The risks related to donor reporting need to be mitigated, and quality assurance processes for donor reports should be strengthened.

Organizations should ensure, during the due diligence and clearance process of accepting contributions and signing donor agreements, that the contributions and project results framework are aligned to their corporate strategic and results framework.

Organizations should treat donor reporting as an effective tool for resource mobilization and should put in place measures for strengthening partnerships so that reporting is perceived as a continuous process of building lasting relationships with partners.

Robust and adequate oversight functions and reports have the potential to enhance donor confidence and reduce assurance needs that donors seek from organizations through project-specific, detailed and comprehensive reports, said the Inspectors.

Formal recommendations

The JIU report makes seven formal recommendations, of which two are addressed to the governing bodies and five to the executive heads.

The formal recommendations are complemented by 15 informal or "soft" recommendations in the form of additional suggestions to both the organizations and the donors for effecting improvements.

The formal recommendations are as follows:

Recommendation 1: The governing bodies of the United Nations system organizations should encourage the Secretary-General and executive heads of other organizations, in the framework of the United Nations System Chief Executives Board for Coordination, to develop a common position and pursue a high-level strategic dialogue with donors, in order to address the challenges posed by the current funding models and practices and the impact of strict earmarking of voluntary contributions and reporting to donors.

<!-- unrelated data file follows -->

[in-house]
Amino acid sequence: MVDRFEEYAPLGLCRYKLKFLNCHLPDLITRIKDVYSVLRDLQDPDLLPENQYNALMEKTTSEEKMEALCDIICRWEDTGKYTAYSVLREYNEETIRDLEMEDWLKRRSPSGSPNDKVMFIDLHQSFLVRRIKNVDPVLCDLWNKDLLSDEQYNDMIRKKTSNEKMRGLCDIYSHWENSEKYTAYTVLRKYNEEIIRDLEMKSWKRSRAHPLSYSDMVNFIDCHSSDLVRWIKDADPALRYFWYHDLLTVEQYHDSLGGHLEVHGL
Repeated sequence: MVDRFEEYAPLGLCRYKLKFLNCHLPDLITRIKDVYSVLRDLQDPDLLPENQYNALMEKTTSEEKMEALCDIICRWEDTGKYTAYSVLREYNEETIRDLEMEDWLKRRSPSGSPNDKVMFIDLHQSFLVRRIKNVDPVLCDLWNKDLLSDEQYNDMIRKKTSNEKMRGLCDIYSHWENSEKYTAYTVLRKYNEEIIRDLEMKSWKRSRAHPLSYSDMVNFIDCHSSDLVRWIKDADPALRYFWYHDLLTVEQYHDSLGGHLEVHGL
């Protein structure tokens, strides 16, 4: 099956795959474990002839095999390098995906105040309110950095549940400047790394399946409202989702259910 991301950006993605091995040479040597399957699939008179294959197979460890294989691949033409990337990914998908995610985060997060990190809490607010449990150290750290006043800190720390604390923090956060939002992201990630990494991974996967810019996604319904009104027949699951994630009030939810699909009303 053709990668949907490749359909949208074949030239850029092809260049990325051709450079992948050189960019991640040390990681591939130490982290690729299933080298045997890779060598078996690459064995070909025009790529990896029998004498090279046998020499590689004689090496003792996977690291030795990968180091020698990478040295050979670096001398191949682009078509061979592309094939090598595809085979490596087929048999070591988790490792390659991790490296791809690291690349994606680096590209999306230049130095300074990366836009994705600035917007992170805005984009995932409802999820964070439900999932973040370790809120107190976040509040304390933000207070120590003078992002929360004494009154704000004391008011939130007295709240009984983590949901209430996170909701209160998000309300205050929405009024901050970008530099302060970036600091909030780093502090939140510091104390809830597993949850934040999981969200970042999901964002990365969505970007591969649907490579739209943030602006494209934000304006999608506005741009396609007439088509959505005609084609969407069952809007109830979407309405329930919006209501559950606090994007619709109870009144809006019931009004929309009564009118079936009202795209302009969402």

Recommendation 2: The executive heads of the United Nations system organizations that have not yet done so should put in place measures for ensuring that partnership agreements, concluded at the corporate level with the donors and at the corporate and field levels for individual programmes and projects, spell out the needs and requirements of the donors and the mutual commitments of the organizations and the donors, with respect to the details of reporting on the use of funds provided.

Recommendation 3: The executive heads of the United Nations system organizations should encourage better access to, and dissemination and exchange of, information concerning donor reporting among the member States and should ensure that every organization maintains a corporate repository for all contribution agreements and donor reports.

Recommendation 4: The executive heads of the United Nations system organizations that have not yet done so should regularly update guidance on donor reporting and put in place measures for the professional skills development and training needed to improve reporting to donors, for personnel at headquarters and in the field.

Recommendation 5: The executive heads of the United Nations system organizations that have not yet done so should work systematically with donors to include in donor agreements the costs associated with preparing donor reports.

Recommendation 6: The Secretary-General and executive heads of other United Nations system organizations should, preferably within the framework of the United Nations System Chief Executives Board for Coordination, develop and adopt a common report template accommodating the information needs and requirements of donors and the regulatory frameworks and capacities of the organizations, as a basis for negotiations with donors.

Recommendation 7: The governing bodies of the United Nations system organizations should request the executive heads to task, and adequately support, the internal audit and evaluation offices of their respective organizations with ensuring that the relevant oversight reports provide the required levels of assurance that would help minimize reporting to individual donors on the use of their earmarked contributions.

By Kanaga Raja.

Source: SUNS - South North Development Monitor, #8643 Monday 16 March 2018.